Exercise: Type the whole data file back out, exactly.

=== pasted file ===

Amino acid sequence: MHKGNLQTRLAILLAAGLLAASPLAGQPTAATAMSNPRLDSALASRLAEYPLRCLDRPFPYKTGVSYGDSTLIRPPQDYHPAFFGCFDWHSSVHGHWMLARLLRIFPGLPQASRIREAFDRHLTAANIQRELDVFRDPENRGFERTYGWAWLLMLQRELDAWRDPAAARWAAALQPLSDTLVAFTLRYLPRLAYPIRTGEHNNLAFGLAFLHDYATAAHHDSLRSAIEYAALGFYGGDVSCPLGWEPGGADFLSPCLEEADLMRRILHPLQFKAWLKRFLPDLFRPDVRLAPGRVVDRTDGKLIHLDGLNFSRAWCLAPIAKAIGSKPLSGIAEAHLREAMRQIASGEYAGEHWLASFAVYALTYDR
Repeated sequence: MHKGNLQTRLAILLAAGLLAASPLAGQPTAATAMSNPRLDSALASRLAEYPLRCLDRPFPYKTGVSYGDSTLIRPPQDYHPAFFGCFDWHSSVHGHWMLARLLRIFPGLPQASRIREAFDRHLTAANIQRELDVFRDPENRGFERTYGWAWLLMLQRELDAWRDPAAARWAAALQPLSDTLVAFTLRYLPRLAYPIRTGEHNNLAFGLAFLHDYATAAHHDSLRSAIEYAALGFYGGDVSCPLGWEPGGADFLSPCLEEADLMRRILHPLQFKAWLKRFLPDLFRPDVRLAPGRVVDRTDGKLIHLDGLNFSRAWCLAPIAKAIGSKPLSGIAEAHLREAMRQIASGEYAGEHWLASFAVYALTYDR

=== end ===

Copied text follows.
Amino acid sequence: MHKGNLQTRLAILLAAGLLAASPLAGQPTAATAMSNPRLDSALASRLAEYPLRCLDRPFPYKTGVSYGDSTLIRPPQDYHPAFFGCFDWHSSVHGHWMLARLLRIFPGLPQASRIREAFDRHLTAANIQRELDVFRDPENRGFERTYGWAWLLMLQRELDAWRDPAAARWAAALQPLSDTLVAFTLRYLPRLAYPIRTGEHNNLAFGLAFLHDYATAAHHDSLRSAIEYAALGFYGGDVSCPLGWEPGGADFLSPCLEEADLMRRILHPLQFKAWLKRFLPDLFRPDVRLAPGRVVDRTDGKLIHLDGLNFSRAWCLAPIAKAIGSKPLSGIAEAHLREAMRQIASGEYAGEHWLASFAVYALTYDR
Repeated sequence: MHKGNLQTRLAILLAAGLLAASPLAGQPTAATAMSNPRLDSALASRLAEYPLRCLDRPFPYKTGVSYGDSTLIRPPQDYHPAFFGCFDWHSSVHGHWMLARLLRIFPGLPQASRIREAFDRHLTAANIQRELDVFRDPENRGFERTYGWAWLLMLQRELDAWRDPAAARWAAALQPLSDTLVAFTLRYLPRLAYPIRTGEHNNLAFGLAFLHDYATAAHHDSLRSAIEYAALGFYGGDVSCPLGWEPGGADFLSPCLEEADLMRRILHPLQFKAWLKRFLPDLFRPDVRLAPGRVVDRTDGKLIHLDGLNFSRAWCLAPIAKAIGSKPLSGIAEAHLREAMRQIASGEYAGEHWLASFAVYALTYDR